No comments from union on job action as legalities kick in
Workers gather near accommodation buildings at the Vale construction site in Long Harbour Thursday following a walkout by crane operators. — Photo by Elizabeth MacDonald/The Charter
Management at Vale’s Long Harbour construction project expect all site workers back on the job today, after being awarded an injunction against an illegal strike launched at the site Thursday morning.
The order was issued in Supreme Court in St. John’s Thursday afternoon.
Crane operators working at the Long Harbour construction site walked off the job in the early morning hours and kept workers with other trade unions from getting onto the site.
The workers are with the International Union of Operating Engineers, Local 904, which represents about 100 people with contractors at the fully unionized worksite, according to an estimate provided by Vale spokesman Bob Carter.
They set up at the main gate, as the morning shift was to get underway, keeping back 1,500 to 2,000 other tradespeople scheduled to come on shift.
While the company made a spokesman available for comments throughout the day, the union offered no official statements as to the reason for the strike, its plans or expectations.
The operating engineers did not return phone calls or respond to emailed requests for an interview from The Telegram prior to deadline.
One iron worker who had been scheduled to go on shift — but chose not to cross the picket line — said the reason for the action was likely a combination of both wages and the potential introduction of workers from the United States.
“Probably they’re going to bring in crane operators now from the (United) States. They’re going to give them $10 more to come in. I guess pay their travel back and forth,” he said, asking not to be identified by name.
“If they’re going to boost the wage for them fellas coming in, why don’t they give the f--king operators $10 more an hour and they’ll have no problem to get operators to go in there.”
Higher wages elsewhere in Canada have been drawing away available Canadian crane operators, he said.
“I think mostly now, with the operators, it just came to a head, it just clashed this morning.”
At the centre of the protest, crane operator Fabian Smith confirmed the root of the problem.
“They say there aren’t enough workers, crane operators, but we know that’s not true,” Fabian Smith said, sat on one of the buses that normally takes him and his fellow crane operators to work.
“Crane operators in this province are the second-lowest paid in the country. They can’t get the workers because many of them won’t move here for lower wages. Why should they? Wages in Alberta weren’t high overnight. Wages went up because of demand. They have the demand here, but aren’t offering the wages to go along with it,” he said.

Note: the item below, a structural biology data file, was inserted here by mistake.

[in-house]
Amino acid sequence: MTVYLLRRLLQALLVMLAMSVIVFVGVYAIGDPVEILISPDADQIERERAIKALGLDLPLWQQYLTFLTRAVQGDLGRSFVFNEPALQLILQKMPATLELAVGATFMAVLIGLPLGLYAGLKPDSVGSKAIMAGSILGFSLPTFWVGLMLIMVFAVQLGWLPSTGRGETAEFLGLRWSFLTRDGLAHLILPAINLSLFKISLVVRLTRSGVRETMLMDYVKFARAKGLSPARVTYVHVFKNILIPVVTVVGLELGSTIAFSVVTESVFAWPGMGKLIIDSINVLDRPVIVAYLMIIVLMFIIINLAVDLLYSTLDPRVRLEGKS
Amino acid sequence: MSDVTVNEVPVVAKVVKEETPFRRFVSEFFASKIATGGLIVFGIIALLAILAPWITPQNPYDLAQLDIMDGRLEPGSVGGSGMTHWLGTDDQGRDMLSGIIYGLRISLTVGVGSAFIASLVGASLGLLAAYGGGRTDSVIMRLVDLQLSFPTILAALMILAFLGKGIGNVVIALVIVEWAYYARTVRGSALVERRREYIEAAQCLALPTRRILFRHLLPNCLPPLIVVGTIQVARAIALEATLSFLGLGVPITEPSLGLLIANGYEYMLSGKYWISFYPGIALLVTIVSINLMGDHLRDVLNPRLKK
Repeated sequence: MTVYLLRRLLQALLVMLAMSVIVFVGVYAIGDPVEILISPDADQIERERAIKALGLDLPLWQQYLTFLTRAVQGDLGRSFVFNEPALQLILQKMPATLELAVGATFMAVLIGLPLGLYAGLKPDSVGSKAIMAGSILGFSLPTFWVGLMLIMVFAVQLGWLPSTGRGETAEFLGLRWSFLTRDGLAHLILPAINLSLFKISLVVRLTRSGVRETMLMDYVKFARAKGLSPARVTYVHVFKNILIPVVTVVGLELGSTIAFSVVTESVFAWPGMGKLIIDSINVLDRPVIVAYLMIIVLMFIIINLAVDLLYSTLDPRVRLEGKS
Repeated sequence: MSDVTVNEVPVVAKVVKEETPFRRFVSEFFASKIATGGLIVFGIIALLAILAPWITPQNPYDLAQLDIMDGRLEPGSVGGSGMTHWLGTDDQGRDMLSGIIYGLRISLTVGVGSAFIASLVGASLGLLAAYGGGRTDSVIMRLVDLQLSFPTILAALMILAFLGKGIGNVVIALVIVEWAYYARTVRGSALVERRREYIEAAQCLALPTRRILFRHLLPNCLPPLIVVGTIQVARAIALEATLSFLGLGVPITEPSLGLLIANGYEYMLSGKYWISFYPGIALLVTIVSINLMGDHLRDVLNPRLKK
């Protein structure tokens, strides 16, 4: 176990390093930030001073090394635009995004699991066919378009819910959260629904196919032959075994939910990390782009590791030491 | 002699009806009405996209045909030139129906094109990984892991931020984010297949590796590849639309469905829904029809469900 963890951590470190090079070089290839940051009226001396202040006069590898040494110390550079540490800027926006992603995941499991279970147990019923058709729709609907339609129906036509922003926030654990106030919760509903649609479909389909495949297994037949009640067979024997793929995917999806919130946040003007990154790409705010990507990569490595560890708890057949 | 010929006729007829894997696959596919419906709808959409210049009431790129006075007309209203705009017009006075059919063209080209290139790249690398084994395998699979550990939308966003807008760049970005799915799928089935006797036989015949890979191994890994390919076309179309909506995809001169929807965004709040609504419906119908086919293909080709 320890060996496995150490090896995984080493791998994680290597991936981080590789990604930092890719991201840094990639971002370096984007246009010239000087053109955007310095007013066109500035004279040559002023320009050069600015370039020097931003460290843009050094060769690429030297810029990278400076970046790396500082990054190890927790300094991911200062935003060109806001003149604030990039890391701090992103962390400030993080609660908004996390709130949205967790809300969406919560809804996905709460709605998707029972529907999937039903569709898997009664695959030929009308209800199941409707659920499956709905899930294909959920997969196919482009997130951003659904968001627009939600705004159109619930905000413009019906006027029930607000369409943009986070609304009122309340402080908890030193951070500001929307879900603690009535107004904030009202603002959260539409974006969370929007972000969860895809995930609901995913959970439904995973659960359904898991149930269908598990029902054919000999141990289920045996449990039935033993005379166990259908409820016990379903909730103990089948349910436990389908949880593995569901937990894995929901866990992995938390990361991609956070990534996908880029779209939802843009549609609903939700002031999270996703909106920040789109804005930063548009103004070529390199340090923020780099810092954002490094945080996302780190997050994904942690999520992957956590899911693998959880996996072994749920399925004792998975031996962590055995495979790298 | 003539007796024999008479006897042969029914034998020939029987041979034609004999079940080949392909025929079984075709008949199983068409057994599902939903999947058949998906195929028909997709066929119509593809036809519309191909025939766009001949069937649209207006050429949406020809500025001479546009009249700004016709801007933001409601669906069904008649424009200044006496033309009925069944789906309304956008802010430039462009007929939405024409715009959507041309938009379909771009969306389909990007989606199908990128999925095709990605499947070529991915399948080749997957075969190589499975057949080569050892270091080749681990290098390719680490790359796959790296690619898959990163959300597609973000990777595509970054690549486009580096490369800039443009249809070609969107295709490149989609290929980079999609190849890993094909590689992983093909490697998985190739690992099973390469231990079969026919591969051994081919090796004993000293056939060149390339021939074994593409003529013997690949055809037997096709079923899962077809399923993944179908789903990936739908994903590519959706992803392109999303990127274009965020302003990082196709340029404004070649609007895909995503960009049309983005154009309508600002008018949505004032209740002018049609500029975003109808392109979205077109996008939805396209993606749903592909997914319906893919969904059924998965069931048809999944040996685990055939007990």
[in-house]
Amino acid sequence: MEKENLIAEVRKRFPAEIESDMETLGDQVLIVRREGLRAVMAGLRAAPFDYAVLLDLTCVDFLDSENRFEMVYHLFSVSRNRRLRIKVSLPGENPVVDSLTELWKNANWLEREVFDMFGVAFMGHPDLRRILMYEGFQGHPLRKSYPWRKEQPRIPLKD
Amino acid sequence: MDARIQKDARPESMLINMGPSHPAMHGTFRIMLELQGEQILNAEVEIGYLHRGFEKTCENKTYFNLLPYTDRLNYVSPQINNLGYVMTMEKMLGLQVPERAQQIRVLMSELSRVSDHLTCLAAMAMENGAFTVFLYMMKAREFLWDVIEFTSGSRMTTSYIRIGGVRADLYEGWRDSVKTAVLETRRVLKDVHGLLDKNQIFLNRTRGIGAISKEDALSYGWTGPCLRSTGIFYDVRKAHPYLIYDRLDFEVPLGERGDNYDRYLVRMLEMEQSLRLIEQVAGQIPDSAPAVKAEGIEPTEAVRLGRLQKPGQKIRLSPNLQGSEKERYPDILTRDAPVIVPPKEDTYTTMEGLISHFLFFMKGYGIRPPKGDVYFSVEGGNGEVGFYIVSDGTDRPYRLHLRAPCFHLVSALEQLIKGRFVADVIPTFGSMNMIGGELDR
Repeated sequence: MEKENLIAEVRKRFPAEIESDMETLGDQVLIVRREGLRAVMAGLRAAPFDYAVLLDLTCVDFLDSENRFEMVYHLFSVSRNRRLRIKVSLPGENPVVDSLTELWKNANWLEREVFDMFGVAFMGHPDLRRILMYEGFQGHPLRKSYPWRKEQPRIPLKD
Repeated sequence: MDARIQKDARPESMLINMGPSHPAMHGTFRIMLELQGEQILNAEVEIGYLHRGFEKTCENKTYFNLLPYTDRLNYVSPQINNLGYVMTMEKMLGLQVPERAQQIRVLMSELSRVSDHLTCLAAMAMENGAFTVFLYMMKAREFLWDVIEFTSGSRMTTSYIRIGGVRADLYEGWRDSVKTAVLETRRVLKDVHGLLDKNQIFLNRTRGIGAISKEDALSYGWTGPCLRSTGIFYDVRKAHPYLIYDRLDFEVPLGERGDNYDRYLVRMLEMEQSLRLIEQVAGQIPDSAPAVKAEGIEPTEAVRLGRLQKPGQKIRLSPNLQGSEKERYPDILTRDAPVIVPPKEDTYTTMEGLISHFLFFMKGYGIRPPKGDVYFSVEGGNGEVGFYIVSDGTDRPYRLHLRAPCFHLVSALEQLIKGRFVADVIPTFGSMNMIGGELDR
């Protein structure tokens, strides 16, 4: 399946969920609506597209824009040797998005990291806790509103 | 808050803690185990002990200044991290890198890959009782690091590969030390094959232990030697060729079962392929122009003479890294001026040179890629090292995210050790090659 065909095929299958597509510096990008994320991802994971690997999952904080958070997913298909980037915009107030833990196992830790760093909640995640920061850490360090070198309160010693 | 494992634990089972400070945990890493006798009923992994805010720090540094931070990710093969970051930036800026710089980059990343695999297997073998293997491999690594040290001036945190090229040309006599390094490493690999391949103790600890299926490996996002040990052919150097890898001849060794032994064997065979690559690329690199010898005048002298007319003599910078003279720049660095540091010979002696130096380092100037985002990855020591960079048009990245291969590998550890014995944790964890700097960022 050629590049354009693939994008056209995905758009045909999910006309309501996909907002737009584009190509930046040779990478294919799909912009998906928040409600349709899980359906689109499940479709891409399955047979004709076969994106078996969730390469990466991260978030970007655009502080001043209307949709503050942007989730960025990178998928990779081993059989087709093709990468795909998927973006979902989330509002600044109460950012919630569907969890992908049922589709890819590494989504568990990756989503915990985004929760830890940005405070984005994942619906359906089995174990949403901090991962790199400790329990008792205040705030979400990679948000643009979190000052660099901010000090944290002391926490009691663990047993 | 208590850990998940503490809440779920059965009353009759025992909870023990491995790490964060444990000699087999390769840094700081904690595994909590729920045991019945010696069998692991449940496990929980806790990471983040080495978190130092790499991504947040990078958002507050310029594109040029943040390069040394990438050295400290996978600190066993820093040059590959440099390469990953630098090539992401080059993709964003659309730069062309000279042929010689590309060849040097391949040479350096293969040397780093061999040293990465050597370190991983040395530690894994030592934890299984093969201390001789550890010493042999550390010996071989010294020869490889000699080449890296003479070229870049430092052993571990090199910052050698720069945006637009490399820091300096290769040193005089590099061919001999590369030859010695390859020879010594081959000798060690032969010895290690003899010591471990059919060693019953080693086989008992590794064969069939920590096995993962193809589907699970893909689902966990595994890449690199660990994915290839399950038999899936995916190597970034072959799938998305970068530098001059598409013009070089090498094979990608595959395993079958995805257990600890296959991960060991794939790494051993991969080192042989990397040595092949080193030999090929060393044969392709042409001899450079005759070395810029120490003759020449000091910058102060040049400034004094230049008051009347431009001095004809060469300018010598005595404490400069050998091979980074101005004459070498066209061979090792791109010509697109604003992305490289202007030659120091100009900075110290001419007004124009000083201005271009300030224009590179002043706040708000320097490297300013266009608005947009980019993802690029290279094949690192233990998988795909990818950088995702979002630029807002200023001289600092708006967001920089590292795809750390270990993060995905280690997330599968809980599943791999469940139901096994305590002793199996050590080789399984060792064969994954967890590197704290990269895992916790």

Smith noted workers from the United States are being trained to come here, but it took him about 5,400 hours of work to become a “red seal.” He wonders if the workers that will come from the States have the same level of skill.
“And there is talk of those people getting more wages than us. It’s crazy.”
He said he thought Newfoundlanders should be able to work in their home province for the same wages they would get in Alberta.
“If the need is here in Newfoundland, why aren’t the wages following? The cost of living has gone up here, so why not our wages?”
Smith also said the living allowance changes that have been put into place since the workers have been there are not good for the workers either. He said since changes to the schedule at the site, the employees end up getting less on a monthly basis, although they still have to pay a full month’s rent where they live while working, whether they are there or not.
“The landlord don’t care if we are on the job or not. They just need their monthly rate.”
“We deserve to be compensated well for this job. We sacrifice a lot to work for these corporations.
“There is no labour shortage. There are people actually quitting their jobs at Long Harbour to go out West. What does that tell you?”
Smith said he and the other workers will continue job action until they get what they want.
“We will be here as long as it takes,” he said. “I am glad to see other workers support us. It makes sense. We are all from ‘Local 709’ (Newfoundland area code) and we are all sticking together.”
To date, all construction jobs at the site of the emerging nickel processing facility have been filled by workers from Newfoundland and Labrador or elsewhere in Canada.
Peak employment upcoming
Vale has made it clear workers from outside of Canada have been considered an option to fill positions, as the project moves to its peak employment later this summer.
The site employs between 4,200 and 4,300 people, Vale spokesman Bob Carter said. It is expected to have 4,500 at peak construction.
Lawyers with Vale responded to the wildcat strike by preparing an application for the courts, to keep the protestors from preventing others from going to work. That application was filed and approved Thursday afternoon.
Carter said the company received no notice the protest was going to be launched.
“It appears the operating engineers are suggesting their wage rates should be increased to be made comperable with Alberta,” he said.
Yet the Long Harbour project falls under a rare, provincial “special project order,” wherein a collective agreement sees wage rates locked in for the life of the project and workers explicitly agree not to go on strike.
The Resource Development Trades Council negotiated the applicable collective agreement in 2009, on behalf of all 16 unions active at the Long Harbour site.
The International Union of Operating Engineers and Local Union 904 is a signatory to that agreement.
“It sets out all the terms and conditions for work — including wages,” Carter said.